WILLMAR -- A dry July let contractors get poor soils replaced and footings installed for the expansion of Roosevelt Elementary School in Willmar.
"Things are going along real well," according to project architect Evan Larson of GLT Architects of St. Cloud,
Saturday night's driving rain may have slowed the work a bit, but it would have been much worse if it had come when the worksite was a large hole in the ground.
So far, the contractors have not encountered any surprises in soil replacement needs, and the project is on schedule, Larson said Tuesday in a telephone interview.
Kue Contractors of Watkins has a $1 million contract to build the seven-room kindergarten classroom addition at Roosevelt. The contract has a completion date of Dec. 14.
Eight contractors bid on the project in June, and all the bids were less than the original estimate of $1.28 million.
"It's a good time to build something," Larson said. "Just a few years ago, it would have been significantly more money to build what they're building now."
Though the walls of the project are barely started, school officials have been choosing tiles, carpet and paint colors already, said Rich Olson, the district's health and safety director. Having those choices made will help the project keep moving ahead, he added.
The addition at Roosevelt will make room for all students in grades K-5 at the district's two largest elementary schools. It's part of the district's reorganization of grades K-8, which includes closing two buildings.
Kindergarten students who will attend Roosevelt will begin the school year in Lincoln Elementary School. Once the addition opens, Lincoln will be closed.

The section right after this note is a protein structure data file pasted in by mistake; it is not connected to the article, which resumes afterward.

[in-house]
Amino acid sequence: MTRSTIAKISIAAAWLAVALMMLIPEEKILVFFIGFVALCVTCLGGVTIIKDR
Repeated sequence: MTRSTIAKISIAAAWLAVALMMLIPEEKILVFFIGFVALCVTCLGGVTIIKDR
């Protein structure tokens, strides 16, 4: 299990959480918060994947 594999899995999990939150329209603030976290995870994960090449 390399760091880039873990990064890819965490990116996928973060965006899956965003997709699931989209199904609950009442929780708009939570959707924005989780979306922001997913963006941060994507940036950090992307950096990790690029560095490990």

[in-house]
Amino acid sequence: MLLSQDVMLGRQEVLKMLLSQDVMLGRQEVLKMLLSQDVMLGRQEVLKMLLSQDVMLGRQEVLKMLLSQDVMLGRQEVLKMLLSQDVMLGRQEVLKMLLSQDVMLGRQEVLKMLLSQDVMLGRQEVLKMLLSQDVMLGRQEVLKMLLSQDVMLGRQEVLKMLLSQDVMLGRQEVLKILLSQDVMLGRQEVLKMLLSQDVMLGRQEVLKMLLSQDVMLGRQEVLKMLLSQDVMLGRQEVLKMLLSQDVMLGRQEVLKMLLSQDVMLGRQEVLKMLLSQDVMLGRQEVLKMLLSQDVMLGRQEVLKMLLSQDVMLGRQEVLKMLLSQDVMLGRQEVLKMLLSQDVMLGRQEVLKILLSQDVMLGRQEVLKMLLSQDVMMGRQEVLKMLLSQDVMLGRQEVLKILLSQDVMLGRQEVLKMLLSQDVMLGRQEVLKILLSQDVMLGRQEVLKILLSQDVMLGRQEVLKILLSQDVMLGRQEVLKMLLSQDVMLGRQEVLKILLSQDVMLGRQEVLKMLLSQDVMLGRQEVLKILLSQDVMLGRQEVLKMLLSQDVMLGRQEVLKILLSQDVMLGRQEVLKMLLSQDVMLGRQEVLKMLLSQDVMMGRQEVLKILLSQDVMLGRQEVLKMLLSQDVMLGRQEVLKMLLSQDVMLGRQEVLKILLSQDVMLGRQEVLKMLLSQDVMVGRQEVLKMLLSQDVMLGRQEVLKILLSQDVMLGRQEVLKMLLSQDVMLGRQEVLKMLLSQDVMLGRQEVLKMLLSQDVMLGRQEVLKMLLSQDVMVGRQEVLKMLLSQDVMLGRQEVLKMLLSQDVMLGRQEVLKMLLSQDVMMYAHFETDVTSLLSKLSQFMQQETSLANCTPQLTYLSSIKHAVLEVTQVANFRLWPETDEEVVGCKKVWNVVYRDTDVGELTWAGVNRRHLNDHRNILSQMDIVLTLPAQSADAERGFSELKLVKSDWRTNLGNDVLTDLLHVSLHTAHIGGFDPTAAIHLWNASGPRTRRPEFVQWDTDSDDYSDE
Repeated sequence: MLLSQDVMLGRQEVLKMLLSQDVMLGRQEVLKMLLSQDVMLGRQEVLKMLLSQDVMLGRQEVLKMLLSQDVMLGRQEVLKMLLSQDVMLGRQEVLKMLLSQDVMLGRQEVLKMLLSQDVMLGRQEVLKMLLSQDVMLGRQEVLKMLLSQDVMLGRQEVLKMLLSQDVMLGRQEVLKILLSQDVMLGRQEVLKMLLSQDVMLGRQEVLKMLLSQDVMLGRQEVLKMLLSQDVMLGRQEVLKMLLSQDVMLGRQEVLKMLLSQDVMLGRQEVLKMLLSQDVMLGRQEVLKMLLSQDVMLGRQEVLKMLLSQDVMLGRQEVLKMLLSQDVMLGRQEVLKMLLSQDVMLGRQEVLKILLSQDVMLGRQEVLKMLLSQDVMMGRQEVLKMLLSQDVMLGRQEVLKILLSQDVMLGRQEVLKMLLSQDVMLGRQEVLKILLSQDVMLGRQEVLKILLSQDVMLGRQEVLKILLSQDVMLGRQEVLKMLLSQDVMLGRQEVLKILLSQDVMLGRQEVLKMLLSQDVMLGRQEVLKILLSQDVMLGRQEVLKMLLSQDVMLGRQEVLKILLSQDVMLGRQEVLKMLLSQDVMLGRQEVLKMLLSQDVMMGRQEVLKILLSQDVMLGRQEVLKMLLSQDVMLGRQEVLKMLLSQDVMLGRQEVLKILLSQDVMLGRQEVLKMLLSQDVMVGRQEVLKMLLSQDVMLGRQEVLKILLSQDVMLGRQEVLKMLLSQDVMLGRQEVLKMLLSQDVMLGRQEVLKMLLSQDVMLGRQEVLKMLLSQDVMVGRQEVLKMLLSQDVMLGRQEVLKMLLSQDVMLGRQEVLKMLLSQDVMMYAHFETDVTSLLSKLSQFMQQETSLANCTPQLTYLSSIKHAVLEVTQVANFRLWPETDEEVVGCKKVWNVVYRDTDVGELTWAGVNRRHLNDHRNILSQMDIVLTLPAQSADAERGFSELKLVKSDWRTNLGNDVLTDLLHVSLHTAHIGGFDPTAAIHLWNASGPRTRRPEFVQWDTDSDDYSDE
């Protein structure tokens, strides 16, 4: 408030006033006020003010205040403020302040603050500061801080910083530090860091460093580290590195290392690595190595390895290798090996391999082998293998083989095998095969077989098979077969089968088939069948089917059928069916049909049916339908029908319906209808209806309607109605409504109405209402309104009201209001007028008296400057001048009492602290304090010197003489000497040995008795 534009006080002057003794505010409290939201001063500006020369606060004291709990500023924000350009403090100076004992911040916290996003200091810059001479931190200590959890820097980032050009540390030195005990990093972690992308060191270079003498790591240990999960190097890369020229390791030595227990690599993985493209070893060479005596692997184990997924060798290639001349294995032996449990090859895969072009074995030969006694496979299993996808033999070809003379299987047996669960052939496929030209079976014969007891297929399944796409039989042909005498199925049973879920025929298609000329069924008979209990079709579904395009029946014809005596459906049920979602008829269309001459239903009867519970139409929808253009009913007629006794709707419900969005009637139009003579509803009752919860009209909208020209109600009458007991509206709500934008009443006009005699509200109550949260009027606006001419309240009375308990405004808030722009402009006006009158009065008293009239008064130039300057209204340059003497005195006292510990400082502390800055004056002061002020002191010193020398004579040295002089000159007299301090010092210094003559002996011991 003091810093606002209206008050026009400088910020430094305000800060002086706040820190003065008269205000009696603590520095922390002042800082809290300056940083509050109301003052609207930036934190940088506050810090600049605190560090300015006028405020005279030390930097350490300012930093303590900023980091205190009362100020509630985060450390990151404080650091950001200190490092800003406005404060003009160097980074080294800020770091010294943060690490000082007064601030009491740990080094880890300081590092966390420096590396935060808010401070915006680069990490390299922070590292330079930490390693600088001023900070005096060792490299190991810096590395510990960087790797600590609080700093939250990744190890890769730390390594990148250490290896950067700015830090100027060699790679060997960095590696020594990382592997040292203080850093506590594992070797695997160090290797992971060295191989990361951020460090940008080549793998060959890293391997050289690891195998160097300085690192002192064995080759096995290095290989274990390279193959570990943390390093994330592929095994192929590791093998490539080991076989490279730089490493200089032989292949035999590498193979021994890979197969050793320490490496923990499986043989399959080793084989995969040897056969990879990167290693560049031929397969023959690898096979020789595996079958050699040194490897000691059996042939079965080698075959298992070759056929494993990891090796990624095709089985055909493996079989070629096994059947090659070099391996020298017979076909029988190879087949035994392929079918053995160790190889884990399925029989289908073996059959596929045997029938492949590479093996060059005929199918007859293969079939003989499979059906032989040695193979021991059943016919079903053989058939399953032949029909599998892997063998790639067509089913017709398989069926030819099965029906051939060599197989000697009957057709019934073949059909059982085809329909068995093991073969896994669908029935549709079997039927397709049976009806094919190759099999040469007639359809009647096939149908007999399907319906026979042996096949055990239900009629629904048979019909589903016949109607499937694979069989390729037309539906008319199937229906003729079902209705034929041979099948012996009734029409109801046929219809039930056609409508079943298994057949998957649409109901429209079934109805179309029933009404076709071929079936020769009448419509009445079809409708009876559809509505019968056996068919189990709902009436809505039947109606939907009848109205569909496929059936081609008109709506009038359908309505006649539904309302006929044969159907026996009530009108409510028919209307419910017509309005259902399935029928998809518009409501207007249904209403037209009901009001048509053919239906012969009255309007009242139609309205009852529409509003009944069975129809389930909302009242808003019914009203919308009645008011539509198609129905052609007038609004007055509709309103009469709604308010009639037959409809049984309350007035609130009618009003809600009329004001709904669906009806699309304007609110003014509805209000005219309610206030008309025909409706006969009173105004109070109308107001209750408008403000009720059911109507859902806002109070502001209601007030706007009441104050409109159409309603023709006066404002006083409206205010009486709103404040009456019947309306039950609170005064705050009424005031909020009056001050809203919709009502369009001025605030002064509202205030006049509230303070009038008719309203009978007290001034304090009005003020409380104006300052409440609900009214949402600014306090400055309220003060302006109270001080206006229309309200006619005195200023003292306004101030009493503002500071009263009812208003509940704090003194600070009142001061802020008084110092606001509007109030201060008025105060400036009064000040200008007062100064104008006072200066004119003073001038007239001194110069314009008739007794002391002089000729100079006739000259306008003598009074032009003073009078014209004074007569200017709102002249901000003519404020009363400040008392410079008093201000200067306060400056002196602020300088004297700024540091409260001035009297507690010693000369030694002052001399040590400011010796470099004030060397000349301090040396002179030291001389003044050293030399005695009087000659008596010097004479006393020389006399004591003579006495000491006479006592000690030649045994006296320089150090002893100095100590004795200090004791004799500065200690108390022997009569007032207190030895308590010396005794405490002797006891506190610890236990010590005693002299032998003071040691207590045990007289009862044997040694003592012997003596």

Larson said the contractor would finish work inside the school before students start the school year Sept. 8.
Construction will continue on the addition after school starts, but it's expected to cause minimal disruption in the school.
The addition is a self-contained wing on the north side of the building, and noise shouldn't be a problem, Larson said.
The design of the addition should work well for the school, he said.
The students will have lockers in their hallway and will be near the gym and cafeteria. The doorway to the kindergarten wing is across the hallway from the school office.
"It works out so much better for kindergarten students," Larson said "Everything they need is right in their area."
The full cost of the project is budgeted at about $1.4 million, including architects' fees and contingencies.
The School Board recently approved the sale of the former Washington Learning Center for $400,000. The sale proceeds will be used to help pay for the Roosevelt addition.
The rest of the funding will come from the district's annual operating capital revenue. Funding could also come from the general fund if needed.
Because much of the usual capital funding was diverted to the Roosevelt project, the district's other projects were smaller than other years, Olson said.
"The move has just been huge," Olson said. Moving classroom materials bet-ween buildings for the district's restructuring may not have left time for other projects anyway, he said.
The district's custodians are "a talented bunch of men and women" who have helped with the move and also done a lot of normal maintenance, like stripping, sealing and waxing floors. Lockers were moved from one school to another to accommodate the shift in students.